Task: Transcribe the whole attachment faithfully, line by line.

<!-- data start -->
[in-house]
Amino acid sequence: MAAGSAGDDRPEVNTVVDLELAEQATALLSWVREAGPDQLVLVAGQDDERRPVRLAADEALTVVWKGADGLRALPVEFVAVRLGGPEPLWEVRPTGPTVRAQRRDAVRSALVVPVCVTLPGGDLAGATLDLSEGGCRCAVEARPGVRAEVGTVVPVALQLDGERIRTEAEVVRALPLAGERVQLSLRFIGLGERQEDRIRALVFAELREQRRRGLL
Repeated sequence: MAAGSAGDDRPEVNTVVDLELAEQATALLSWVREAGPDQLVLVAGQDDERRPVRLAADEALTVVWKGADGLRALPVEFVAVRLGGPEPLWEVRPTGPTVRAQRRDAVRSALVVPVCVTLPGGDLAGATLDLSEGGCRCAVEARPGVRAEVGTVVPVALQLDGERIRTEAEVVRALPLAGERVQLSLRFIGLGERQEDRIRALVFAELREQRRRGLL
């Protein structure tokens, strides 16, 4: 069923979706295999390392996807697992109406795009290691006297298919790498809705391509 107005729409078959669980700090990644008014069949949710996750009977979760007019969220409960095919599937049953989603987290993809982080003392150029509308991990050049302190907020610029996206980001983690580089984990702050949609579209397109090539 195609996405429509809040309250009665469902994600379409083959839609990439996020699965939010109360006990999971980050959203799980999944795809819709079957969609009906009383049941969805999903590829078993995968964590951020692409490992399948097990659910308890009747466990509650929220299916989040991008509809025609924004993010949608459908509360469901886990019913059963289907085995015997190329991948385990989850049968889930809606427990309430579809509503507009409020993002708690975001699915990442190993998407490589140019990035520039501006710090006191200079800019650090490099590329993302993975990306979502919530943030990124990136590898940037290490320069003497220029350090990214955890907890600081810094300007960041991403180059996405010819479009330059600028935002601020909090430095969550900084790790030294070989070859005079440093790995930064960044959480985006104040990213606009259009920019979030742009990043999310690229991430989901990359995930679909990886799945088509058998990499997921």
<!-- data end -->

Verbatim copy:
[in-house]
Amino acid sequence: MAAGSAGDDRPEVNTVVDLELAEQATALLSWVREAGPDQLVLVAGQDDERRPVRLAADEALTVVWKGADGLRALPVEFVAVRLGGPEPLWEVRPTGPTVRAQRRDAVRSALVVPVCVTLPGGDLAGATLDLSEGGCRCAVEARPGVRAEVGTVVPVALQLDGERIRTEAEVVRALPLAGERVQLSLRFIGLGERQEDRIRALVFAELREQRRRGLL
Repeated sequence: MAAGSAGDDRPEVNTVVDLELAEQATALLSWVREAGPDQLVLVAGQDDERRPVRLAADEALTVVWKGADGLRALPVEFVAVRLGGPEPLWEVRPTGPTVRAQRRDAVRSALVVPVCVTLPGGDLAGATLDLSEGGCRCAVEARPGVRAEVGTVVPVALQLDGERIRTEAEVVRALPLAGERVQLSLRFIGLGERQEDRIRALVFAELREQRRRGLL
């Protein structure tokens, strides 16, 4: 069923979706295999390392996807697992109406795009290691006297298919790498809705391509 107005729409078959669980700090990644008014069949949710996750009977979760007019969220409960095919599937049953989603987290993809982080003392150029509308991990050049302190907020610029996206980001983690580089984990702050949609579209397109090539 195609996405429509809040309250009665469902994600379409083959839609990439996020699965939010109360006990999971980050959203799980999944795809819709079957969609009906009383049941969805999903590829078993995968964590951020692409490992399948097990659910308890009747466990509650929220299916989040991008509809025609924004993010949608459908509360469901886990019913059963289907085995015997190329991948385990989850049968889930809606427990309430579809509503507009409020993002708690975001699915990442190993998407490589140019990035520039501006710090006191200079800019650090490099590329993302993975990306979502919530943030990124990136590898940037290490320069003497220029350090990214955890907890600081810094300007960041991403180059996405010819479009330059600028935002601020909090430095969550900084790790030294070989070859005079440093790995930064960044959480985006104040990213606009259009920019979030742009990043999310690229991430989901990359995930679909990886799945088509058998990499997921």